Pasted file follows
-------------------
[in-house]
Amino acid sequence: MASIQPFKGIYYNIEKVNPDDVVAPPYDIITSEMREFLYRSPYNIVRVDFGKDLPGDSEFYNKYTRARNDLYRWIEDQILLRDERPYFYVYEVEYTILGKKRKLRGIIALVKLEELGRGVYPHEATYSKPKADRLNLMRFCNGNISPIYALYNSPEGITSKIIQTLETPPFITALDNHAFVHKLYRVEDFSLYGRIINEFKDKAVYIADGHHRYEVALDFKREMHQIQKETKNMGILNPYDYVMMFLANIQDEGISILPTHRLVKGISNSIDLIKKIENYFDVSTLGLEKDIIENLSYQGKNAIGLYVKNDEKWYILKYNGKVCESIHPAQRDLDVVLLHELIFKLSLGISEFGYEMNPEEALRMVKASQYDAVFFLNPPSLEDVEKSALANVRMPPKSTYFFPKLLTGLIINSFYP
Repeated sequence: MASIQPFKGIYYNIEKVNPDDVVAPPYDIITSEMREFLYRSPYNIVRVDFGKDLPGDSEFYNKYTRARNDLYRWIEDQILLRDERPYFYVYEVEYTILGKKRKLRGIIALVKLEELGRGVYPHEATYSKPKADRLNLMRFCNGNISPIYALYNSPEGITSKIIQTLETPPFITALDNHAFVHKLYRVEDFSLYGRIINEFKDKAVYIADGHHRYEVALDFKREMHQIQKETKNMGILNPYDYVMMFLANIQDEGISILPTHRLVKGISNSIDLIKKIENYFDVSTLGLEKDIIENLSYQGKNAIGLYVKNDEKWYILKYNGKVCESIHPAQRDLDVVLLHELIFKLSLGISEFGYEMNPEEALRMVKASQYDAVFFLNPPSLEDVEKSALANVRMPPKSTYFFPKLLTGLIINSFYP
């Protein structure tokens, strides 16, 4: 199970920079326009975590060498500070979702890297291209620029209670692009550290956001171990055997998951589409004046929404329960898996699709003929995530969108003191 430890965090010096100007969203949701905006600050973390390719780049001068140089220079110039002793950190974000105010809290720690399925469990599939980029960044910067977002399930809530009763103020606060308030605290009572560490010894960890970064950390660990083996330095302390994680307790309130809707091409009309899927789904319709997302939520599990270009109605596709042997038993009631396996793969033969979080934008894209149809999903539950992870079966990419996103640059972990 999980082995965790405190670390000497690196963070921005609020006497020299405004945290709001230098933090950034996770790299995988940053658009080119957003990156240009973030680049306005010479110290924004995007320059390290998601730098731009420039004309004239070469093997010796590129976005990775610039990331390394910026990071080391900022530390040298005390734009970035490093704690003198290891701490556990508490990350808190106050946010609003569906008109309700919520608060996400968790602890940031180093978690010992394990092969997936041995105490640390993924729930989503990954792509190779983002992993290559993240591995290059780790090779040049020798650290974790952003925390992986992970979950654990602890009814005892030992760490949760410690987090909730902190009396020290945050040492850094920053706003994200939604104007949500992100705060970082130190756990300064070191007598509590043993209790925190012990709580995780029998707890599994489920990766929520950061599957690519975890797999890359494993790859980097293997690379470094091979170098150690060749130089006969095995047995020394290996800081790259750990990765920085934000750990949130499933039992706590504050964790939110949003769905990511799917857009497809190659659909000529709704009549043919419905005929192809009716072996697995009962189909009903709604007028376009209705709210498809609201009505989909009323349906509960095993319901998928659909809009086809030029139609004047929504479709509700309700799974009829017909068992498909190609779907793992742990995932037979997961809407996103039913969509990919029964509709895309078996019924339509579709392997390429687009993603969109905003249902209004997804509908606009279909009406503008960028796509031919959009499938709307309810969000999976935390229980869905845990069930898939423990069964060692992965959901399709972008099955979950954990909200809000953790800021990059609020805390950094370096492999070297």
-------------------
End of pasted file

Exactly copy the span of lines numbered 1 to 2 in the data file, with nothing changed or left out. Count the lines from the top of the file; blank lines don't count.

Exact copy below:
[in-house]
Amino acid sequence: MASIQPFKGIYYNIEKVNPDDVVAPPYDIITSEMREFLYRSPYNIVRVDFGKDLPGDSEFYNKYTRARNDLYRWIEDQILLRDERPYFYVYEVEYTILGKKRKLRGIIALVKLEELGRGVYPHEATYSKPKADRLNLMRFCNGNISPIYALYNSPEGITSKIIQTLETPPFITALDNHAFVHKLYRVEDFSLYGRIINEFKDKAVYIADGHHRYEVALDFKREMHQIQKETKNMGILNPYDYVMMFLANIQDEGISILPTHRLVKGISNSIDLIKKIENYFDVSTLGLEKDIIENLSYQGKNAIGLYVKNDEKWYILKYNGKVCESIHPAQRDLDVVLLHELIFKLSLGISEFGYEMNPEEALRMVKASQYDAVFFLNPPSLEDVEKSALANVRMPPKSTYFFPKLLTGLIINSFYP